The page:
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PAC hearing was controversial from the start, John Rogers SC tells Supreme Court 
Former Rehab CEO Angela Kerins was invited by the Dáil Public Accounts Committee to appear before it to discuss limited matters but it was “open season” when she got there, the Supreme Court has been told. 
What happened at the first PAC hearing on February 27th, 2014 concerning Rehab was an “outrage” and the PAC chairman John McGuinness “was not doing his job”, John Rogers SC said. 
Ms Kerins tried to make clear from the outset the limits of what she was there to discuss but the hearing was “controversial from the start”. 
Ms Kerins was treated to commentary about her private communications with people completely unrelated to Rehab, he said. 
Sinn Féin TD Mary Lou McDonald engaged in a critique of Ms Kerins’s salary and asked whether she had any concept of the “accountability and responsibility” she held, he said. 
In what was an intervention into the private affairs of a private entity, Ms Kerins was also asked had she “benchmarked” herself against the position of former Rehab CEO Frank Flannery and what his “pension pot” might be. 
Then Labour Party TD Robert Dowds had referred to a “moral obligation” on charities in relation to how staff are paid while Labour Party Deputy Ged Nash asked about salary details of other employees of Rehab, he said. 
Ms Kerins was also subject to criticism by several other members including then Independent TD Shane Ross, Fine Gael TD John Deasy and Fianna Fáil TD Seán Fleming, he said. 
The chairman had at the end of the meeting said the PAC had gone “a little bit” beyond its remit but had reiterated various criticisms and also said Mr Flannery should attend before the PAC, counsel said. Mr McGuinness had also asked Ms Kerins what “coaching” had gone into the Rehab witnesses’ preparation for the meeting. 
After that hearing, Ms Kerins was regrettably hospitalised for a period and Mr Flannery had resigned on March 10th from the Rehab board and its subsidiaries, he said. Ms Kerins had resigned on April 2nd, 2014 before the second hearing on April 10th.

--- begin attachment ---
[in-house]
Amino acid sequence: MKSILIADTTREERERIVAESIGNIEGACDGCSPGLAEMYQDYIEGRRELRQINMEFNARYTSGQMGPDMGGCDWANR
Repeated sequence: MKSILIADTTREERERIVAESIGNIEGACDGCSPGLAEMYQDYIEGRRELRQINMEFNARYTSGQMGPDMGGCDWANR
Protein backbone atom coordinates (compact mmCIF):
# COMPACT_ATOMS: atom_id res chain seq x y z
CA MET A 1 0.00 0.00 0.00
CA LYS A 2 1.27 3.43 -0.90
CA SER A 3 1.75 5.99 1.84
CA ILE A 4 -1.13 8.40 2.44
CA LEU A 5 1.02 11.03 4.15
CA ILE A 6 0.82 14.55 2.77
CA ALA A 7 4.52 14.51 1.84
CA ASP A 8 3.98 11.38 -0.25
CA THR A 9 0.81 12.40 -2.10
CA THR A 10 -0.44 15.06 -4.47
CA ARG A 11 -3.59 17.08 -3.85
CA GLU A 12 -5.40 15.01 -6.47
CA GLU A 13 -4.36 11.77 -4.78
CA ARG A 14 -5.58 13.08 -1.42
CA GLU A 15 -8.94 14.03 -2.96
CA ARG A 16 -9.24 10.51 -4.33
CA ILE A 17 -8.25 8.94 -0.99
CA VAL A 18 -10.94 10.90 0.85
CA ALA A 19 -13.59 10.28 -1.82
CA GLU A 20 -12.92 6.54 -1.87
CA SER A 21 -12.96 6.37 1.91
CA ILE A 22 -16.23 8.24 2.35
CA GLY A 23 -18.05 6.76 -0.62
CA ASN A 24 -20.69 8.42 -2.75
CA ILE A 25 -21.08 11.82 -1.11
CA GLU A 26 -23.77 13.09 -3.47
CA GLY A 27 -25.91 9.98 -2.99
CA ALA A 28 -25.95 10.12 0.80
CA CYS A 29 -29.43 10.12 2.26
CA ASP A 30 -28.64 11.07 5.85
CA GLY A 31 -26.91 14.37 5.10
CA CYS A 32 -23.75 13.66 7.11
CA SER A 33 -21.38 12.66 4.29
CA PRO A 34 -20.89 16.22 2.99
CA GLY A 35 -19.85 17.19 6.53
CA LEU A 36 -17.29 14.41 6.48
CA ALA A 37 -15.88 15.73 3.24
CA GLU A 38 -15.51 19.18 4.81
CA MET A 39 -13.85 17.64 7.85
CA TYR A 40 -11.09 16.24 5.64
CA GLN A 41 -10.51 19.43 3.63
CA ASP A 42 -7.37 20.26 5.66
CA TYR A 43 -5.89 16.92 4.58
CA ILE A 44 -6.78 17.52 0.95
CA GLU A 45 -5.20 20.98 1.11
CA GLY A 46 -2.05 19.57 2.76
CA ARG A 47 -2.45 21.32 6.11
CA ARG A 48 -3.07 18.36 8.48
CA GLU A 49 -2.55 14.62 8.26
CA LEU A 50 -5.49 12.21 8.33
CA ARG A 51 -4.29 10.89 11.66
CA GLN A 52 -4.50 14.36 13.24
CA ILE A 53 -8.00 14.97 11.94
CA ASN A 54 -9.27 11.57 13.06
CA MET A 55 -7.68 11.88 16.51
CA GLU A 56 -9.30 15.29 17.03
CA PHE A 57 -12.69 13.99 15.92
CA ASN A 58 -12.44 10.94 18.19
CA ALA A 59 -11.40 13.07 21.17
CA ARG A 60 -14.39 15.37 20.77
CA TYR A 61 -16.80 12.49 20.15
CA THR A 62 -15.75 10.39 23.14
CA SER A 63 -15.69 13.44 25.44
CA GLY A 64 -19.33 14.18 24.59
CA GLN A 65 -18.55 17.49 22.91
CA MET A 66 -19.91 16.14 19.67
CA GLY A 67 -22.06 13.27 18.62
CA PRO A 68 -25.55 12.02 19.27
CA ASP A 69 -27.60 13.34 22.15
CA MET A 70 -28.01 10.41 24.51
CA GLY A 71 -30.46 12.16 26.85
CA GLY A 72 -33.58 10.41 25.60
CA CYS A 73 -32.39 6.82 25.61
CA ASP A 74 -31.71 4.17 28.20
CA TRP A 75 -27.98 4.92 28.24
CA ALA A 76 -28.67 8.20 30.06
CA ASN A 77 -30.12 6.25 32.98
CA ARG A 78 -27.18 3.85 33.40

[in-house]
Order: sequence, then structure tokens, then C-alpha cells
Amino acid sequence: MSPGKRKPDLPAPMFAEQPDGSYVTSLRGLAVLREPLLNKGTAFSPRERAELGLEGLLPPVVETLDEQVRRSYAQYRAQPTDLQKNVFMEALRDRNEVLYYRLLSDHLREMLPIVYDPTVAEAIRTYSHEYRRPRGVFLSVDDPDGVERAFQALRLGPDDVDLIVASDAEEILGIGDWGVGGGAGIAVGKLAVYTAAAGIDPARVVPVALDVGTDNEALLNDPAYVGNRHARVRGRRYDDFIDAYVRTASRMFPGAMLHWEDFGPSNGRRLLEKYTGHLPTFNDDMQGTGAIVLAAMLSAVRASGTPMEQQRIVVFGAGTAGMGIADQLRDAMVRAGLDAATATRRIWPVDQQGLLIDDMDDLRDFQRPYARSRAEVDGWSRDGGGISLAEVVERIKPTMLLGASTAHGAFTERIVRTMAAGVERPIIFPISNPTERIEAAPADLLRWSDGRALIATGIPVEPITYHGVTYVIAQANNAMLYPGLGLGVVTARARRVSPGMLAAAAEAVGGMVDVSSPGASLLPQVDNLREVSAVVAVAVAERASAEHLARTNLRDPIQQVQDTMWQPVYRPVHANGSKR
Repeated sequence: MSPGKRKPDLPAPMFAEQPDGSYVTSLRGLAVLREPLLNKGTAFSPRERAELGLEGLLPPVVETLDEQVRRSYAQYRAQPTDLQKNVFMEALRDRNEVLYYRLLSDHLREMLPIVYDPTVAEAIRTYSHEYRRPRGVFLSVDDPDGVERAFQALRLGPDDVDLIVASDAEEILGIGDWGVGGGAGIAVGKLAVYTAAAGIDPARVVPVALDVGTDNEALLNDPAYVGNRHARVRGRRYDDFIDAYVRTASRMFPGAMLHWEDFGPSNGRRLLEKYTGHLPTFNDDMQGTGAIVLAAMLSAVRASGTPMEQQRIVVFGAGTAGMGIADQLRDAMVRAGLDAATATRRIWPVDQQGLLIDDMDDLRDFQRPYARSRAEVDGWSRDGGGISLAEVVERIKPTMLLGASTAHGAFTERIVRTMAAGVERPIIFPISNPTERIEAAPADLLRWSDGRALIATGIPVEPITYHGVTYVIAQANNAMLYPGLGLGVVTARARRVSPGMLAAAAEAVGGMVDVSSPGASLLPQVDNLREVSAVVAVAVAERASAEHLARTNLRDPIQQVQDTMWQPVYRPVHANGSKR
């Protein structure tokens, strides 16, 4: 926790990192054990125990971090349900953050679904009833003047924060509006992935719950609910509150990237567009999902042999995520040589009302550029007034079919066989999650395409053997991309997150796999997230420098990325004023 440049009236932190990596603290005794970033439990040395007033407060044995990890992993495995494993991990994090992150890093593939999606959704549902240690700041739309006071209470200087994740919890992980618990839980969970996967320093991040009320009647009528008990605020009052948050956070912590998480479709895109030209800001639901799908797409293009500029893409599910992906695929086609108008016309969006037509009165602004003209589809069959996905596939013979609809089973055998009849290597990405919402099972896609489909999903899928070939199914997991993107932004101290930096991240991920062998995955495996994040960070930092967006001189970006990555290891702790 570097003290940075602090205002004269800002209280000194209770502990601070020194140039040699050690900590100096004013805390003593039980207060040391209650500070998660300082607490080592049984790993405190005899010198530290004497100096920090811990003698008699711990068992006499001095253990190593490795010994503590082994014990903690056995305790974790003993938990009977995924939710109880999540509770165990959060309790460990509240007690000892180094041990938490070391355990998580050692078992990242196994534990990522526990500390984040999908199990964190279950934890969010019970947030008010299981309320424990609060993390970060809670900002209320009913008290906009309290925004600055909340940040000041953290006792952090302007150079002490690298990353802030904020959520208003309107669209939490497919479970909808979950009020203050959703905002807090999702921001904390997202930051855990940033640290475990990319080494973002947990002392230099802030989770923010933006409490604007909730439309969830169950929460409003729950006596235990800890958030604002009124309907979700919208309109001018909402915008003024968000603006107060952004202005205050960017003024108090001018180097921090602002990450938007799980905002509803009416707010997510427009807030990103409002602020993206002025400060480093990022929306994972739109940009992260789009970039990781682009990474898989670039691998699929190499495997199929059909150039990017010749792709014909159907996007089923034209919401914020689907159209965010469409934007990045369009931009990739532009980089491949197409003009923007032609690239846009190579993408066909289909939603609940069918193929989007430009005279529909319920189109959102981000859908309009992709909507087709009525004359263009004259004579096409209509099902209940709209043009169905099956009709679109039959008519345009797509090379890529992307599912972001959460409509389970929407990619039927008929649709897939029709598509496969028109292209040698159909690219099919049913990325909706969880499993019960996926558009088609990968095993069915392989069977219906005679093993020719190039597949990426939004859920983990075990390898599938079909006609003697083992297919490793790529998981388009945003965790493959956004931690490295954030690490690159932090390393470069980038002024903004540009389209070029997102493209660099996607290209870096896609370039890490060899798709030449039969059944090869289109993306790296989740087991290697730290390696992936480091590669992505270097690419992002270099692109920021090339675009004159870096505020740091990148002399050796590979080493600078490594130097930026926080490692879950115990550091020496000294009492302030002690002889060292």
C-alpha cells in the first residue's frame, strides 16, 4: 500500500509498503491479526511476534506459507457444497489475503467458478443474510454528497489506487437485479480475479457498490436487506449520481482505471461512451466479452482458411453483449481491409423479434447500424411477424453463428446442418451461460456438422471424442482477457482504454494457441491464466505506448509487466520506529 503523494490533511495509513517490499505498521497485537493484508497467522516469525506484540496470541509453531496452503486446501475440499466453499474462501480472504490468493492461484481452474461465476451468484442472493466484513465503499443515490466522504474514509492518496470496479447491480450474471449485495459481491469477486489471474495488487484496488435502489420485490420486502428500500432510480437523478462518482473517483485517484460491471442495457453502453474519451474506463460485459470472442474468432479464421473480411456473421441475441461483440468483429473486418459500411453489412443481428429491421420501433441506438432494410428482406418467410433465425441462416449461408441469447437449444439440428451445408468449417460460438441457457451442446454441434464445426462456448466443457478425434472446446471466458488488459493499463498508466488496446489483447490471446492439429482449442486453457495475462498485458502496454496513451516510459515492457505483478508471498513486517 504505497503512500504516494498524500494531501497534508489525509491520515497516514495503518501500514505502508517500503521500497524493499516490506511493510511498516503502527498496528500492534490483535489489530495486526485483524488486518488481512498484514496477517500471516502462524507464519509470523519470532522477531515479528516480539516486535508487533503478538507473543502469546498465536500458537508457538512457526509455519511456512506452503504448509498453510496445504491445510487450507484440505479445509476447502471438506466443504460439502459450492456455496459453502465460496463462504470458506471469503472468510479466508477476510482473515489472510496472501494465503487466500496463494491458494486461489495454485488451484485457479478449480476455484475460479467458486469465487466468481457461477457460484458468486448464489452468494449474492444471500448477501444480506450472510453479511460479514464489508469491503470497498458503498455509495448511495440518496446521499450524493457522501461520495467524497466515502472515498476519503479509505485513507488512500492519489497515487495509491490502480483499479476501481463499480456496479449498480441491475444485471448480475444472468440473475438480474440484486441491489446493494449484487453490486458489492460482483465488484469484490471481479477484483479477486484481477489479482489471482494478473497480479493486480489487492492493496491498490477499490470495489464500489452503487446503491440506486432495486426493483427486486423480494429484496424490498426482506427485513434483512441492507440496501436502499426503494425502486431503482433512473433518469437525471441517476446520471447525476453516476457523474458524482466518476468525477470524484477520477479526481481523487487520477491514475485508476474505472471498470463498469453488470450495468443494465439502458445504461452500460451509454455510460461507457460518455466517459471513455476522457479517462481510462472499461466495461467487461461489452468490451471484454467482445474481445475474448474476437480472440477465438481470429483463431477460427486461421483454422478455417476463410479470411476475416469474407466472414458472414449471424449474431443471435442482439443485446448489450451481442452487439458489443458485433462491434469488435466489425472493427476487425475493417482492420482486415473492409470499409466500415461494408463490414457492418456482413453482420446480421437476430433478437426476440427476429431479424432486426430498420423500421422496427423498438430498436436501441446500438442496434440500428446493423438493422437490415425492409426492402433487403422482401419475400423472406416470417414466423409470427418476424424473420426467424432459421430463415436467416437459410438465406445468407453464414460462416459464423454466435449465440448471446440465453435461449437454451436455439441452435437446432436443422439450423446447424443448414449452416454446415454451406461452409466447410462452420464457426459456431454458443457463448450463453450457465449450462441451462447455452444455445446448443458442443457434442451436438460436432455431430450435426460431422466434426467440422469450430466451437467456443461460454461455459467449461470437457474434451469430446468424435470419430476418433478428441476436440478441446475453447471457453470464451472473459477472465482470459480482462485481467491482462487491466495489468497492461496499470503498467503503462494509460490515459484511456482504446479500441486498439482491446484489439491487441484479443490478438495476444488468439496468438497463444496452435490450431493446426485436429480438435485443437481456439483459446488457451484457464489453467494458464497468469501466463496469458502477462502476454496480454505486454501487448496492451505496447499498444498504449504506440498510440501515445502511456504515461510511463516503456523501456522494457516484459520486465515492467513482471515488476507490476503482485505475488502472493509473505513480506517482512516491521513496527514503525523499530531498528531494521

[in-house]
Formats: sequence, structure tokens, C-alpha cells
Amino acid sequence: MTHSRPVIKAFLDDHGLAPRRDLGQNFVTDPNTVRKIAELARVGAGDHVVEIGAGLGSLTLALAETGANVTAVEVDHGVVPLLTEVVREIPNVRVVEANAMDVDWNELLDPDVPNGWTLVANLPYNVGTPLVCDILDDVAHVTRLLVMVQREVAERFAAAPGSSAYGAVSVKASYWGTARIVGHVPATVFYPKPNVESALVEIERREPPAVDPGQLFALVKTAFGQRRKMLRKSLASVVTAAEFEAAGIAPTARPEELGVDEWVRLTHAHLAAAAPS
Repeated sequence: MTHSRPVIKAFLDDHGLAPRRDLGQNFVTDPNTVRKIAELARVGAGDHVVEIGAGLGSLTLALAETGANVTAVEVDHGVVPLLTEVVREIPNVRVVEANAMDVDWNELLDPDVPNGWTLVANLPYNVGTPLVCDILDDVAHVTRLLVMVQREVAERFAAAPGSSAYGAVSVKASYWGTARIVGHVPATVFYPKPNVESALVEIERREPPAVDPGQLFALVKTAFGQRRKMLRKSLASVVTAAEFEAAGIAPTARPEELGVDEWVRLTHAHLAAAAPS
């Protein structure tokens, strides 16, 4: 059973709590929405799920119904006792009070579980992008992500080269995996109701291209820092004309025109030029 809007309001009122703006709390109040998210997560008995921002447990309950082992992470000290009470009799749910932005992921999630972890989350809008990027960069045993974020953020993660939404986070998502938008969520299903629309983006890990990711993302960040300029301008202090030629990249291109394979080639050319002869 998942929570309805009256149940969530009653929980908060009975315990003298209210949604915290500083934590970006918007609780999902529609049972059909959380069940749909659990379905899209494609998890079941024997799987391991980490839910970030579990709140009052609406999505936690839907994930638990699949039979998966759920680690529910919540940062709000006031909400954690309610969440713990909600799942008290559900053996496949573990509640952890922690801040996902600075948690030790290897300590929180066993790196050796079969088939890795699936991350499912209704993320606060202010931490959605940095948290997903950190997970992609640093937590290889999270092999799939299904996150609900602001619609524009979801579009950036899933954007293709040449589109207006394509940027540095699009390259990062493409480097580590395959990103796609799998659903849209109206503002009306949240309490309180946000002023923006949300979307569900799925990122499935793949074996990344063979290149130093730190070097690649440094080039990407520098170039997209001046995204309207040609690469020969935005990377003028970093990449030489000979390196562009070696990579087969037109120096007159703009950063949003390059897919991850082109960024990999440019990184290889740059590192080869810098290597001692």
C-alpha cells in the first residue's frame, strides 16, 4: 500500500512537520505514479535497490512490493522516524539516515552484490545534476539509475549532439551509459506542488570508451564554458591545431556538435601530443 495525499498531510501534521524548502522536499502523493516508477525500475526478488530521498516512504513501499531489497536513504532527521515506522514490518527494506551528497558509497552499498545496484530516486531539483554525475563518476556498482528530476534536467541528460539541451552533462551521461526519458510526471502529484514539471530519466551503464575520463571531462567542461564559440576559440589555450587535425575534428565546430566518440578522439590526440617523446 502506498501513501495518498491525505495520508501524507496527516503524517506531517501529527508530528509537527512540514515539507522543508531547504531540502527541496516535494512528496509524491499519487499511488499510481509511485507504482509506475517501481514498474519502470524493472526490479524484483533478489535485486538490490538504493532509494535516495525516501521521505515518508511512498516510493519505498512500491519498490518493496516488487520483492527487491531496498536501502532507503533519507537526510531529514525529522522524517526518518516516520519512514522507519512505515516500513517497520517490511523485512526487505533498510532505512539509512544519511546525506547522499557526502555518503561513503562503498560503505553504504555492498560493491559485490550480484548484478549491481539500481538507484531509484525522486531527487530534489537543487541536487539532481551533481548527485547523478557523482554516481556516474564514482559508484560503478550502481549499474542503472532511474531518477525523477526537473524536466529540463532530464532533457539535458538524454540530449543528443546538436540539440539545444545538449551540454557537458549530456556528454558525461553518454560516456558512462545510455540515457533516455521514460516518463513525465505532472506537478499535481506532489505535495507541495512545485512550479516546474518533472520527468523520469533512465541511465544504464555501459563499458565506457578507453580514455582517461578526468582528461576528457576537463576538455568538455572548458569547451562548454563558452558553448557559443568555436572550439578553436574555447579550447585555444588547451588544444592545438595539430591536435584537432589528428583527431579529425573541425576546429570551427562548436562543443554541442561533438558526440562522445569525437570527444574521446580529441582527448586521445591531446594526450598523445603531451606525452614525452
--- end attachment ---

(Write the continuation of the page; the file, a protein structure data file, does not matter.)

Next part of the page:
Independent TD Shane Ross had described Ms Kerins’s resignation on RTÉ’s Morning Ireland as an “achievement” of the PAC, he said. 
All of this should be seen against a background of publicly expressed concerns in early 2014 about the PAC acting outside its remit, he said. Before Ms Kerins appeared before the PAC on February 27th, Deputy Ross had written a newspaper column strongly critical of Ms Kerins, he also said. 
The seven-judge court is hearing further submissions before deciding its final judgment on whether or not the PAC acted unlawfully “as a whole” in its treatment of Ms Kerins. 
The case raises important issues concerning the constitutional separation of powers and the courts’ ability to intervene in proceedings of Oireachtas Committees. 
It arises from Ms Kerins’s treatment at two PAC hearings in 2014 into payments to Rehab, where questions were asked about her €240,000 annual salary and other matters. 
She voluntarily attended the first hearing on February 27th, 2014 and said her treatment was such she was too unwell to attend the second in April 2014. 
The PAC has denied her claims and argued it was entitled to scrutinise how public monies are spent when about €83m of public monies were paid annually to Rehab companies. 
The Supreme Court last February found in favour of Ms Kerins on key issues but said it needed to hear further submissions on specified matters before finalising its decision on the appeal. 
Among its core findings in its February 27th judgment was that there is no “absolute barrier” to the bringing of proceedings concerning the actions of a committee of the Houses of the Oireachtas. 
In this case, a combination of factors lead to it being appropriate for a court to intervene, it said. 
Those factors were 1) the cumulative effect of the PAC acting “very significantly” outside its terms of reference; 2) acting in a manner the Oireachtas Committee on Procedure and Privileges (CPP) had found was outside its powers; 3) the possibility (if that could be established) the PAC engaged in an unlawful and unfair process by acting as a whole in a manner which led to a citizen accepting an invitation on one basis, but being treated differently on attendance; 4) and the fact the Oireachtas had not acted to deal with these matters. 
The core issue being addressed in today’s hearing concerns whether the actions of the PAC “as a whole”, given the nature of its invitation to Ms Kerins to appear before it, amounted to an unlawful and unfair process. 
If those matters are resolved in favour of Ms Kerins, the court has said it will declare the PAC acted unlawfully in how it questioned her by reason of acting significantly outside its terms of reference and in a manner significantly different from the basis of its invitation to appear before it. 
The court will also decide whether the appropriate defendant in the case is the Dáil rather than the individual members of the PAC. 
Issues related to whether or not Ms Kerins is entitled to any damages would require another hearing and that issue is not before the court as of now, it said. 
The appeal is continuing. 
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